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St. Louis Police Sergeant Allowed to Lobby for Marijuana Reform

Posted on July 09, 2013 by News Admin

St. Louis Metropolitan Police Sergeant Gary Wiegert will finally be allowed to lobby for marijuana reforms, more than three months after his legal battle with the department first began.

Wiegert and his attorneys have alleged that his bosses refused to let him work on the side as a paid marijuana lobbyist because they did not want one of their employees associated with the cause. Wiegert -- who claims the lobbying gig was initially approved, then revoked -- accused the department of violating his First Amendment rights.

Last month, a federal court ordered Wiegert to resubmit his application (and ordered the department to review it quickly). And yesterday, Metropolitan Police Chief Sam Dotson sent Wiegert a letter letting him know that he approves of his "secondary employment as a lobbyist" -- within certain parameters.

Wiegert has been hoping to moonlight as a lobbyist for Show-Me Cannabis, the statewide advocacy group that has advocated for pot reforms at the legislature and in local municipalities.

Wiegert specifically supports decriminalization efforts, similar to the ordinance the city of St. Louis has signed into law, which aims to reduce the punishments for low-level offenses. At the capitol's most recent legislative session -- had the dispute not barred him from lobbying -- he would've been promoting a bill that would reduce fines across the state, with the intent of saving limited law enforcement resources.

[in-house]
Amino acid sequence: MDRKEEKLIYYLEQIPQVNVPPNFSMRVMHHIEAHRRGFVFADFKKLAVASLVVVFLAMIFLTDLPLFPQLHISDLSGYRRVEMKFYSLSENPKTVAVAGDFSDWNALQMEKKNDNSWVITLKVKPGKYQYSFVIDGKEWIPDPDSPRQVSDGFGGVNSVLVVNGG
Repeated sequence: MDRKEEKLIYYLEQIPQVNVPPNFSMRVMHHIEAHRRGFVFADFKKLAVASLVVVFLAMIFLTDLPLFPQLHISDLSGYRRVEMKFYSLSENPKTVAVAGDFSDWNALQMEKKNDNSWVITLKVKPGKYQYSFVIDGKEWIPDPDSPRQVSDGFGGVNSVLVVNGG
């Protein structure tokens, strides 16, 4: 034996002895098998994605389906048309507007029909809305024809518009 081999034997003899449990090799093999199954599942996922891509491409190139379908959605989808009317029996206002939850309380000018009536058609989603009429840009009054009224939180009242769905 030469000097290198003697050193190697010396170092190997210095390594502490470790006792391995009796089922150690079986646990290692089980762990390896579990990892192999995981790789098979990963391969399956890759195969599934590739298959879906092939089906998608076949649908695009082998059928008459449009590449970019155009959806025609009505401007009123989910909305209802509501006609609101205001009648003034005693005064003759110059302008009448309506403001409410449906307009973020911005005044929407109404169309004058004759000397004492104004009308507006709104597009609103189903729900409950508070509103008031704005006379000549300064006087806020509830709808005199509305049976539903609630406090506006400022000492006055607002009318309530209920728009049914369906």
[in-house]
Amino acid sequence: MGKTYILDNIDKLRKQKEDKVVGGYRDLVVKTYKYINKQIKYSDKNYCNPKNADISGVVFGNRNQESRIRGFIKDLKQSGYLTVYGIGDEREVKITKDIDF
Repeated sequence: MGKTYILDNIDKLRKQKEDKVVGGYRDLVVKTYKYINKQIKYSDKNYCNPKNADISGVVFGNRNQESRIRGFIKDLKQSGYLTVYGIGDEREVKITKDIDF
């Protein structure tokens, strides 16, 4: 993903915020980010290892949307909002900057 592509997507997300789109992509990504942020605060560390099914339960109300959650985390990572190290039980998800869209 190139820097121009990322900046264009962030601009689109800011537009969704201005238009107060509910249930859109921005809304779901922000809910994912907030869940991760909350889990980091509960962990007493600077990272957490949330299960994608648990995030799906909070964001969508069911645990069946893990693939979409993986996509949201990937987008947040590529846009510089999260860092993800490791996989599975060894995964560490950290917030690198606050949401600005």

The police department has typically not commented on the dispute, citing ongoing litigation, but in correspondences reviewed by Daily RFT, police officials have argued that Wiegert's application was denied because of technical reasons unrelated to the marijuana cause.

In his new letter, full document on view below, Dotson writes:

On the condition that you are off duty and not in uniform and do not hold yourself out as representing the views of the St. Louis Metropolitan Police Department when so engaged, your proposed request for secondary employment as a lobbyist will be allowed.

Interestingly, Dotson's letter also references House Bill 307, a bill that Missouri Governor Jay Nixon signed into law last week which says that no political subdivision of the state can prohibit any first responder from engaging in any political activity while off duty and not in uniform (unless that activity is otherwise banned by state or federal law). 

Dotson says in the letter that he reserves the right to revoke Wiegert's approval for lobbying work if HB 307 were to be declared invalid by a court.

In the meantime, Wiegert is "ramping up his lobbying talents," says his attorney Al Watkins, in an e-mail to Daily RFT.

Watkins adds, "The world can sleep a little easier knowing those in charge at the SLMPD have the good sense to listen to Sgt. Wiegert's attorney."

A police spokeswoman declined to comment beyond the letter, saying it speaks for itself.

 

 


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